These 4 Measures Indicate That Transmissora Aliança de Energia Elétrica (BVMF:TAEE11) Is Using Debt Reasonably Well

By
Simply Wall St
Published
January 21, 2022
BOVESPA:TAEE11
Source: Shutterstock

Some say volatility, rather than debt, is the best way to think about risk as an investor, but Warren Buffett famously said that 'Volatility is far from synonymous with risk.' So it might be obvious that you need to consider debt, when you think about how risky any given stock is, because too much debt can sink a company. Importantly, Transmissora Aliança de Energia Elétrica S.A. (BVMF:TAEE11) does carry debt. But is this debt a concern to shareholders?

Why Does Debt Bring Risk?

Debt is a tool to help businesses grow, but if a business is incapable of paying off its lenders, then it exists at their mercy. In the worst case scenario, a company can go bankrupt if it cannot pay its creditors. However, a more common (but still painful) scenario is that it has to raise new equity capital at a low price, thus permanently diluting shareholders. Of course, debt can be an important tool in businesses, particularly capital heavy businesses. The first step when considering a company's debt levels is to consider its cash and debt together.

View our latest analysis for Transmissora Aliança de Energia Elétrica

How Much Debt Does Transmissora Aliança de Energia Elétrica Carry?

The image below, which you can click on for greater detail, shows that at September 2021 Transmissora Aliança de Energia Elétrica had debt of R$7.00b, up from R$6.62b in one year. However, it does have R$967.9m in cash offsetting this, leading to net debt of about R$6.03b.

debt-equity-history-analysis
BOVESPA:TAEE11 Debt to Equity History January 21st 2022

How Healthy Is Transmissora Aliança de Energia Elétrica's Balance Sheet?

Zooming in on the latest balance sheet data, we can see that Transmissora Aliança de Energia Elétrica had liabilities of R$1.24b due within 12 months and liabilities of R$7.94b due beyond that. Offsetting this, it had R$967.9m in cash and R$1.41b in receivables that were due within 12 months. So it has liabilities totalling R$6.80b more than its cash and near-term receivables, combined.

While this might seem like a lot, it is not so bad since Transmissora Aliança de Energia Elétrica has a market capitalization of R$13.0b, and so it could probably strengthen its balance sheet by raising capital if it needed to. But it's clear that we should definitely closely examine whether it can manage its debt without dilution.

We use two main ratios to inform us about debt levels relative to earnings. The first is net debt divided by earnings before interest, tax, depreciation, and amortization (EBITDA), while the second is how many times its earnings before interest and tax (EBIT) covers its interest expense (or its interest cover, for short). The advantage of this approach is that we take into account both the absolute quantum of debt (with net debt to EBITDA) and the actual interest expenses associated with that debt (with its interest cover ratio).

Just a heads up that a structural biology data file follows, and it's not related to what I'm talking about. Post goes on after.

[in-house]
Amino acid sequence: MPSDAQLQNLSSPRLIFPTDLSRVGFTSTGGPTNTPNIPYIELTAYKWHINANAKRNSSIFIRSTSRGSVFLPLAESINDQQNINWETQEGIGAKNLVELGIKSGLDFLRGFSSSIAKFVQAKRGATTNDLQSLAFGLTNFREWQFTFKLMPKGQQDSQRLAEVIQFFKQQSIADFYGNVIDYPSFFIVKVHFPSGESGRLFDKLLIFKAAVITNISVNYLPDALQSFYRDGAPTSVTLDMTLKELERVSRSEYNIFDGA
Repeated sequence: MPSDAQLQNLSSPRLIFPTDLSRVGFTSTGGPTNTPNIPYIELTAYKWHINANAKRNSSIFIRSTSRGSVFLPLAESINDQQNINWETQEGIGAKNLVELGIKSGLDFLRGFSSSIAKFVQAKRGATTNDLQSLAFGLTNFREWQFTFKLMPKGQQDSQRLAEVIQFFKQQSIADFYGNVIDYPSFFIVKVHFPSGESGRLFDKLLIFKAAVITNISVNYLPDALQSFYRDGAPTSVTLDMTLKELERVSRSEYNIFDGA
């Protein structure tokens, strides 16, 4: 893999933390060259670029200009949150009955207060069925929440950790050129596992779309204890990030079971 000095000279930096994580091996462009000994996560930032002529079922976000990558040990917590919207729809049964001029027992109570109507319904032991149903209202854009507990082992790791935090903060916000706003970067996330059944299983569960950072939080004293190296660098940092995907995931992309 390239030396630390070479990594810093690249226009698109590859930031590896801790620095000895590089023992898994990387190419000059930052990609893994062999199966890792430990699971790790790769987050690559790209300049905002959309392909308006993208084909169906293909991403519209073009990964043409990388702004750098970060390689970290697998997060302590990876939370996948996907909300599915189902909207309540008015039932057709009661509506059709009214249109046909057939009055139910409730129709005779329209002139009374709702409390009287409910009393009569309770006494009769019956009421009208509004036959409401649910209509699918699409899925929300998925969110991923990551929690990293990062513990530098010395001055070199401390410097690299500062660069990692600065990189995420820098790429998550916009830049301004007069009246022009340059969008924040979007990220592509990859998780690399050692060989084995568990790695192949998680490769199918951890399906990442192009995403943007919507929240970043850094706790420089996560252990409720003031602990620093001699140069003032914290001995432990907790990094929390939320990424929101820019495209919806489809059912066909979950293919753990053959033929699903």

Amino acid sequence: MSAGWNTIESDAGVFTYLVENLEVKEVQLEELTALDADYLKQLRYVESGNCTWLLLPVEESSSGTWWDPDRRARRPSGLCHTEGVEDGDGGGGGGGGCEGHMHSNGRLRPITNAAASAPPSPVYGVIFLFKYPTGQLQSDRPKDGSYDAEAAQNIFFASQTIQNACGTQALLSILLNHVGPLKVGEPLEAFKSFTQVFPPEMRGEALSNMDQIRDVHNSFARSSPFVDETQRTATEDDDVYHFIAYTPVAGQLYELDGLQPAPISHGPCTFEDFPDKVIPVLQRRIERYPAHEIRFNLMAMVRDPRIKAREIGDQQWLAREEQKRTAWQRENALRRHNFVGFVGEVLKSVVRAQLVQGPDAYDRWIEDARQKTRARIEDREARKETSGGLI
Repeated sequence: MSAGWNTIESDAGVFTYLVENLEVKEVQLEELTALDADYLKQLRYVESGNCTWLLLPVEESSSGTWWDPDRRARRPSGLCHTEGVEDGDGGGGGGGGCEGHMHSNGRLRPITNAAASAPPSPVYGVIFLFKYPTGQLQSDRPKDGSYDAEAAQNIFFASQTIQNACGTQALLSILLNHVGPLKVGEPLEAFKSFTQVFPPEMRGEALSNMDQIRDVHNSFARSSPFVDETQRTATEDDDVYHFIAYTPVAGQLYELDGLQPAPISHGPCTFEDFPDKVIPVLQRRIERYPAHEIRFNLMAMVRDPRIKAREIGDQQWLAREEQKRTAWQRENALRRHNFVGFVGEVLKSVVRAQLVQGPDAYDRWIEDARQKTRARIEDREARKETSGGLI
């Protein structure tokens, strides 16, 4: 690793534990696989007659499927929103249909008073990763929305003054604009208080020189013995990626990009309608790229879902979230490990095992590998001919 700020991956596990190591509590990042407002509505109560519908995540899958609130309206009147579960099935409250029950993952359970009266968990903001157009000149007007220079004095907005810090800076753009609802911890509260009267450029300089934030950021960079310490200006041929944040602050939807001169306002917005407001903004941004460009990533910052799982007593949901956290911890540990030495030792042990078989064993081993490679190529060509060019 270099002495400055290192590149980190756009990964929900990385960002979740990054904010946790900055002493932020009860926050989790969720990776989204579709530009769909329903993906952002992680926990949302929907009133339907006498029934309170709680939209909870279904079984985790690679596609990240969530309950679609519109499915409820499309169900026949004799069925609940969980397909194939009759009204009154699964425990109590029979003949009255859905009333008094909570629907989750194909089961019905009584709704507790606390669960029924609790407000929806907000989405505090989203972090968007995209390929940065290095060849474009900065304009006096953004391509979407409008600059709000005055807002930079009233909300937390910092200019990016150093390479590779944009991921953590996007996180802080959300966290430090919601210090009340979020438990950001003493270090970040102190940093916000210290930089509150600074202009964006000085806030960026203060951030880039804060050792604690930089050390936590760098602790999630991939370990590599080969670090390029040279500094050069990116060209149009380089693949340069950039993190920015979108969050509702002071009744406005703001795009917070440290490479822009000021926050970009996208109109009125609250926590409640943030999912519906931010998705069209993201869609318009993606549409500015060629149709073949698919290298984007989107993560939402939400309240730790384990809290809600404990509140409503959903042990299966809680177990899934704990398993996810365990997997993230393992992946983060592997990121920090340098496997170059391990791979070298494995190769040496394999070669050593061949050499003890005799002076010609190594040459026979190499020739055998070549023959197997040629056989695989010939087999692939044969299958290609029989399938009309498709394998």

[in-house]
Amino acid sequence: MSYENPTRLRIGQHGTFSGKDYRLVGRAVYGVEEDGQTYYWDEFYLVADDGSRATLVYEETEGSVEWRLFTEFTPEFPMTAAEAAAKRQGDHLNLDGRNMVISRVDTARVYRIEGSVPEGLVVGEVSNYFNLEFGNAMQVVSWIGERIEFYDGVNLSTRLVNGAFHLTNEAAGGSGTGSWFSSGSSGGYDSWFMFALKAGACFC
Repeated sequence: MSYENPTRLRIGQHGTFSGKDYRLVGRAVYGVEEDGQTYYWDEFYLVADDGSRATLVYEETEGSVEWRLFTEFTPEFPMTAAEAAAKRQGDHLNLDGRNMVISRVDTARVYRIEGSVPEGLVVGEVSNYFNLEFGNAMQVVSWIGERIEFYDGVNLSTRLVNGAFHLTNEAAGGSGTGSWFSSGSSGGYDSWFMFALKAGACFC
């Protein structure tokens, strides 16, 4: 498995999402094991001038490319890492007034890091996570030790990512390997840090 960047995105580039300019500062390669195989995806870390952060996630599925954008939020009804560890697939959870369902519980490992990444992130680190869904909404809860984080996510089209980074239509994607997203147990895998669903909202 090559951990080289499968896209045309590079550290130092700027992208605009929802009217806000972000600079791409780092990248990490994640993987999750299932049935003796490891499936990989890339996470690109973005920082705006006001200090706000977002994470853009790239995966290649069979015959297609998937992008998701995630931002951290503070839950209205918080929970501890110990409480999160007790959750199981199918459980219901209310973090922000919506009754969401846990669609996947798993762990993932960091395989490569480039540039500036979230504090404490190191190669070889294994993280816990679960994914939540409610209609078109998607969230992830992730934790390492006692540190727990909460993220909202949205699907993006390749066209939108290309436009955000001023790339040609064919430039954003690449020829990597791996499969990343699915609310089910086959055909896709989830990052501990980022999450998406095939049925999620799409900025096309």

With a debt to EBITDA ratio of 2.0, Transmissora Aliança de Energia Elétrica uses debt artfully but responsibly. And the fact that its trailing twelve months of EBIT was 8.1 times its interest expenses harmonizes with that theme. It is well worth noting that Transmissora Aliança de Energia Elétrica's EBIT shot up like bamboo after rain, gaining 68% in the last twelve months. That'll make it easier to manage its debt. When analysing debt levels, the balance sheet is the obvious place to start. But ultimately the future profitability of the business will decide if Transmissora Aliança de Energia Elétrica can strengthen its balance sheet over time. So if you want to see what the professionals think, you might find this free report on analyst profit forecasts to be interesting.

Finally, a company can only pay off debt with cold hard cash, not accounting profits. So it's worth checking how much of that EBIT is backed by free cash flow. Looking at the most recent three years, Transmissora Aliança de Energia Elétrica recorded free cash flow of 43% of its EBIT, which is weaker than we'd expect. That's not great, when it comes to paying down debt.

Our View

Happily, Transmissora Aliança de Energia Elétrica's impressive EBIT growth rate implies it has the upper hand on its debt. But, on a more sombre note, we are a little concerned by its level of total liabilities. It's also worth noting that Transmissora Aliança de Energia Elétrica is in the Electric Utilities industry, which is often considered to be quite defensive. All these things considered, it appears that Transmissora Aliança de Energia Elétrica can comfortably handle its current debt levels. Of course, while this leverage can enhance returns on equity, it does bring more risk, so it's worth keeping an eye on this one. The balance sheet is clearly the area to focus on when you are analysing debt. But ultimately, every company can contain risks that exist outside of the balance sheet. For example, we've discovered 3 warning signs for Transmissora Aliança de Energia Elétrica (2 are a bit concerning!) that you should be aware of before investing here.

At the end of the day, it's often better to focus on companies that are free from net debt. You can access our special list of such companies (all with a track record of profit growth). It's free.

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